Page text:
“At this time all repairs appear to be on track and all systems tests are progressing satisfactorily,” according to the Coast Guard. “However, if anything is discovered during testing, the Coast Guard Captain of the Port will not allow the ship to sail from Bayonne until both Coast Guard and Bahamas Maritime Authorities are satisfied. The vessel will not be cleared to leave the port until all safety of life at sea requirements are met.”

As gCaptain has reported, the Coast Guard is supporting the Bahamas Maritime Administration in an ongoing investigation that will help determine if there are any contributing causal factors or lessons learned from the incident that could help prevent injuries or damage in the future.

The Royal Caribbean cruise ship Anthem of the Seas departed Bayonne, New Jersey last Saturday carrying 4,500 passengers and 1,600 crew on what was scheduled to be a 7-day roundtrip to the Bahamas. But by Sunday afternoon, the ship had sailed directly into the path of an rapidly-developing storm off Cape Hatteras, with 75 m.p.h winds and waves greater than 30 feet.

Coast Guard officials conducting the investigation are being assisted by personnel from the National Transportation Safety Board, according to the Coast Guard. The ongoing investigation could take some time but should not delay the vessel’s scheduled departure.

Royal Caribbean’s two Quantum-class ships, the Quantum of the Seas and the Anthem of the Seas, are fitted with two 20.5-megawatt ABB Azipod XO2300 propulsion units.

Cruise Ship Crashes Into Wall, Smashes Hole In Bow, Traps Hundreds Of Passengers Onboard

Eisenhower Lock Interior

A cruise ship crashed into a wall in a lock on the St. Lawrence Seaway in upstate New York Thursday night, injuring 30 people on the ship and blowing a hole in its bow, according to authorities.

The U.S. Coast Guard says the 286-foot Saint Laurent was headed from Montreal to Toronto when it hit a wall in the Eisenhower Lock in Massena, New York, near the Canadian border, around 9:45 p.m. Thursday. There were 273 passengers and crew aboard, most of them French or Swiss nationals, the Associated Press reports.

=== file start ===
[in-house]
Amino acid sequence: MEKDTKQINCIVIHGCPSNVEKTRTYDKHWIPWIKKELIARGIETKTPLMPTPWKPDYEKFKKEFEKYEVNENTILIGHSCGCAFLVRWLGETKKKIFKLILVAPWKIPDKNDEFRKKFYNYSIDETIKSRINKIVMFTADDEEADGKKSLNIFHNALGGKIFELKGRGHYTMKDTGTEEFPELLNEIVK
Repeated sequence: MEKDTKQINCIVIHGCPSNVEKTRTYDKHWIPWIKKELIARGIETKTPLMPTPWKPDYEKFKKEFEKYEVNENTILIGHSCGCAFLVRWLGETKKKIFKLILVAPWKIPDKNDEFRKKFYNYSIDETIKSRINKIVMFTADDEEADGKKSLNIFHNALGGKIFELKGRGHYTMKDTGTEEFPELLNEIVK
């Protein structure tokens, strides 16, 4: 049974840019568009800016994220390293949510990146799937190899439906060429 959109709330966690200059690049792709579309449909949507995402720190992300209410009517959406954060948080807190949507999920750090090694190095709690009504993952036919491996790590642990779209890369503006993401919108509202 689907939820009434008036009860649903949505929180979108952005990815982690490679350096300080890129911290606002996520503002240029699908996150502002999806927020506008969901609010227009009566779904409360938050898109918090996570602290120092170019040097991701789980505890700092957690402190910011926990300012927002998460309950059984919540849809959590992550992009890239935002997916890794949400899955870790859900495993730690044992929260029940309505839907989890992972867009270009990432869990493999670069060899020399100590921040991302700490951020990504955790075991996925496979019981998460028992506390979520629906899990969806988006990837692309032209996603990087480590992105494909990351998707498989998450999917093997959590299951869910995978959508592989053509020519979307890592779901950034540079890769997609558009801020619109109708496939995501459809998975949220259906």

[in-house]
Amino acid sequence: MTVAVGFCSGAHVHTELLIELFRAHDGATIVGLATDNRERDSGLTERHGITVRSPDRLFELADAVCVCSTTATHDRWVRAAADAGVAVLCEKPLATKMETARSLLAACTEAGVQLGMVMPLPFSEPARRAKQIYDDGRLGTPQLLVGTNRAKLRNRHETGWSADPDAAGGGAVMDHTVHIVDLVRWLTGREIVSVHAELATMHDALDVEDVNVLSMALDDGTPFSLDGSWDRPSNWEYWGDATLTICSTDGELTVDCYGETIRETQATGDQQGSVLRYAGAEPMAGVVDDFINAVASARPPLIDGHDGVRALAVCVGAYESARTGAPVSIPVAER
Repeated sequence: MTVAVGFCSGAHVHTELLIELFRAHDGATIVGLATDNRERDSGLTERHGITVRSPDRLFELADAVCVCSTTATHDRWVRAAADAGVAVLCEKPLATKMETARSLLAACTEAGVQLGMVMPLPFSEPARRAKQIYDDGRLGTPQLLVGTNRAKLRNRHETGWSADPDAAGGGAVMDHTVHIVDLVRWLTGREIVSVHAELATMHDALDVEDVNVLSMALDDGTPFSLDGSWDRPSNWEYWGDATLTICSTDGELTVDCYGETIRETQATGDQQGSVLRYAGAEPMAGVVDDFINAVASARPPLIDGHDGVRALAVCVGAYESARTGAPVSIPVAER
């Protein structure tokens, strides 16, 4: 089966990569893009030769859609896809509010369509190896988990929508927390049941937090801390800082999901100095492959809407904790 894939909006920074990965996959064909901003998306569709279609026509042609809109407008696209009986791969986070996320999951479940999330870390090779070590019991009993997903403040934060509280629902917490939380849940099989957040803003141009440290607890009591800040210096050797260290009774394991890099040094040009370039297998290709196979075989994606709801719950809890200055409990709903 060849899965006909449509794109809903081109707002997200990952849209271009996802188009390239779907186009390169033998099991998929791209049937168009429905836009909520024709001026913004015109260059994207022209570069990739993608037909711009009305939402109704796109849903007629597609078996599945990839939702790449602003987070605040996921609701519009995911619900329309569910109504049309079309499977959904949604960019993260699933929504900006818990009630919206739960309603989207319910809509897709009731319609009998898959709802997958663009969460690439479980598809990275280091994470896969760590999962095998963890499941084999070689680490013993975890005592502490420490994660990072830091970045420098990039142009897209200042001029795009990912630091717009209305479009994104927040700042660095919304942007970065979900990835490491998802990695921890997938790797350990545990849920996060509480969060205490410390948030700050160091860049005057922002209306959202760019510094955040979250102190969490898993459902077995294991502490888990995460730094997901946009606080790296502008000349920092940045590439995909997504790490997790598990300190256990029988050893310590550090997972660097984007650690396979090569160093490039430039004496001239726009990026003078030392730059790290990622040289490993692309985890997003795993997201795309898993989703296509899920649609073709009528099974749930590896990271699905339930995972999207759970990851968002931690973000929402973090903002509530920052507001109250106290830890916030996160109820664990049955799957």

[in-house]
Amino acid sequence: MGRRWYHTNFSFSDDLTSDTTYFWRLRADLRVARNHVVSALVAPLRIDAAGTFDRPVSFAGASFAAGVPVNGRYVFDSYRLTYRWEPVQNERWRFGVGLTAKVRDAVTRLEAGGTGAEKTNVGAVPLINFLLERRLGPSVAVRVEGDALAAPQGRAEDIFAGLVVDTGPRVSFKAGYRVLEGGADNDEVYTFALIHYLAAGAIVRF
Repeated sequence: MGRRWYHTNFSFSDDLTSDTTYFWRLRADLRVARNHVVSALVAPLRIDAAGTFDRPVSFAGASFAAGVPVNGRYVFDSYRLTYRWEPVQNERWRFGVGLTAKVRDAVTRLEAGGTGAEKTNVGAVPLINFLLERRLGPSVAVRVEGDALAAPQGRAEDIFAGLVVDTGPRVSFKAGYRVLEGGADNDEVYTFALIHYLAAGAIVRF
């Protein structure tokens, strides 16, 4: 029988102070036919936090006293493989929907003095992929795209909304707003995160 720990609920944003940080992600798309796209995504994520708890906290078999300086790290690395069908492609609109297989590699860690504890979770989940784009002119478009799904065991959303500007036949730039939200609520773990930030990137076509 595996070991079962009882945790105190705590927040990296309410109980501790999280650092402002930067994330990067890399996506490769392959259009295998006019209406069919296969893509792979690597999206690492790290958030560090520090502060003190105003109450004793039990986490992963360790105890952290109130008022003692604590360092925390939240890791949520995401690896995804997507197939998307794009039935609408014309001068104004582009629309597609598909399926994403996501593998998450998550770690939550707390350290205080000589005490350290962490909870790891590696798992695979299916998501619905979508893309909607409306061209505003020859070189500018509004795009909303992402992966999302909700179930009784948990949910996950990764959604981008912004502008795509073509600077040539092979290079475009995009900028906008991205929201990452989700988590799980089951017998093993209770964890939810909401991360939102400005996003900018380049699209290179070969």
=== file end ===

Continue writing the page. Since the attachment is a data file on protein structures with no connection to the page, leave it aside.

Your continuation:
“When the ship hit the lock, it suffered a hole in its bow and water started coming in,” Coast Guard spokeswoman Lauren Laughlin told The Huffington Post.

Lock workers lowered the level of the water below the hole, Laughlin went on, so “the ship is still floating but it’s not flooding.”

Rescue workers took 30 injured passengers and crew off the ship, according to Laughlin. Twenty-eight of them were treated for their injuries and returned to the ship. Two people are still being treated for serious injuries.

Marine inspectors and salvage inspectors are currently aboard the ship assessing the damage and working out a salvage plan. Because the ship and the lock are on different levels, passengers can’t just walk off the ship, Laughlin said. They may have to clamber down ladders to escape, or be lifted off by cranes.

Laughlin said the passengers trapped on the ship are probably comfortable where they are. “They have all the amenities, they have food, they have water, they have air conditioning,” she said. “The power is on, they’re just not driving.”

In a statement early Friday morning, the Saint Lawrence Seaway Development Corporation, the U.S. government-owned corporation that manages the lock, said that “the ship is stable and no pollution is reported.” According to the SLSDC, the ship is holding up seven commercial vessels waiting to pass through the lock.

The Saint Laurent is owned by International Shipping Partners, and the crash remains under investigation.

The Associated Press contributed reporting.